As Sal Castro recalls in Blowout!: Sal Castro and the Chicano Struggle for Educational Justice, the Viva Kennedy clubs acted as conduits between the candidate and their communities. When John Kennedy received a rapturous reception on Olvera Street, “the birthplace of Mexican L.A.” and then later spoke before a jam-packed college football stadium in the largely Mexican-American section of East Los Angeles, Viva Kennedy campaigners brimmed with optimism at their people’s potential, if harnessed to an ascending and charismatic leader.
The Kennedy campaign confirmed that Mexican Americans were an emerging factor in national elections, and a new state of affairs in which they and their leaders no longer needed to deny their heritage to have a political voice.
Though led by Mexican Americans, all parties had an interest in extending the Viva Kennedy campaign’s reach far beyond its nucleus in the Southwest. In time, two Puerto Rican leaders from New York enlisted as Viva Kennedy co-chairmen. Their inclusion imparted the appearance of a truly national mobilization of the people John Kennedy sometimes referred to as “Latin Americans.”
JFK Speaks in Spanish Harlem
In October, the candidate himself campaigned in Spanish Harlem, the epicenter of Puerto Rican life in New York City. In his remarks, John Kennedy identified himself with this community of recent migrants, as fellow people of dignity who, like his Irish ancestors, had sought safety and opportunity in a land of progress. Campaign sound trucks blared through the barrio, and Kennedy buses whisked Puerto Ricans to registration sites.
New York political bosses had long kept the Puerto Rican electorate small, the better to reserve power and patronage for their white ethnic constituents. But thanks to the excitement and resources of the presidential campaign, the number of Puerto Ricans engaged in mainland democracy grew dramatically.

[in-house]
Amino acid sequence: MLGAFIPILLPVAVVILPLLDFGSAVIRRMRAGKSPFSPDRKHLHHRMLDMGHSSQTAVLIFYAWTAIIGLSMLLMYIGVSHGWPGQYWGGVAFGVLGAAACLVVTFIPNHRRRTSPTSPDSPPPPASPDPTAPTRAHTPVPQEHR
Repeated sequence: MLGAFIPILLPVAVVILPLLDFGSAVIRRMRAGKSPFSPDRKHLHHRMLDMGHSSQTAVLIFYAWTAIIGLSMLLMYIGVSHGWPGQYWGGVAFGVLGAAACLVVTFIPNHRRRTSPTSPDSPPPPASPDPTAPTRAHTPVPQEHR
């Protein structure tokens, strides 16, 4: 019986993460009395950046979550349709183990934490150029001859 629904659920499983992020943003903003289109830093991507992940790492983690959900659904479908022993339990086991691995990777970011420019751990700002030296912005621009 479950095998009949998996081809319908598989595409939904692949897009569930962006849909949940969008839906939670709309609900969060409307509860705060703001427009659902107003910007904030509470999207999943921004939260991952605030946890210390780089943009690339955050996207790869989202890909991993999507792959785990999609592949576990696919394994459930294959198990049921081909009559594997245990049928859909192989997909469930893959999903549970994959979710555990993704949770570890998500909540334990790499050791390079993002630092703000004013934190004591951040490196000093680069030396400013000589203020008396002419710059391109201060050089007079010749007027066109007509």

After Kennedy narrowly defeated Nixon, Puerto Rican leaders celebrated their role in the Democrats taking New York, then the largest Electoral College state. For their part, influential southwesterners declared that “Mr. Kennedy rode the Mexican burro into the presidency.”
Kennedy Administration Neglects Promises
While Kennedy acknowledged that Mexican-American votes in Texas were critical to his win over Nixon, he largely neglected the promises made to Viva Kennedy campaigners—particularly Mexican Americans—once in the White House. Without the unifying force of the campaign and its celebrity candidate, the alliance of Latinos that Viva Kennedy represented collapsed.
Nevertheless, the Kennedy campaign of 1960 established the broad outlines of Latino politics in the years to come. It encouraged leaders in various Latino communities to see the presidential election as the foundation of a nationwide Latino political community, even as it appealed to members of those communities in different ways.
It also cemented the urge among Latino leaders to look to Washington as a source of allies and aid in their local political struggles. It gave aspiring politicians from each community a chance to rise in the Democratic Party. Some Viva Kennedy backers, like Edward Roybal, were soon elected to Congress.
In the coming decade, Roybal and other leaders from the varied Latino communities, virtually all of whom had some connection to the 1960 campaign, eventually found each other in the capital. There, they brought coherence to the national Latino constituency that first came into view in 1960. They lobbied to expand the Voting Rights Act to include Latinos, formed groups like the Congressional Hispanic Caucus, fought for a Hispanic census category, and established that the Latino vote was nationwide, permanent—and on the cusp of great influence.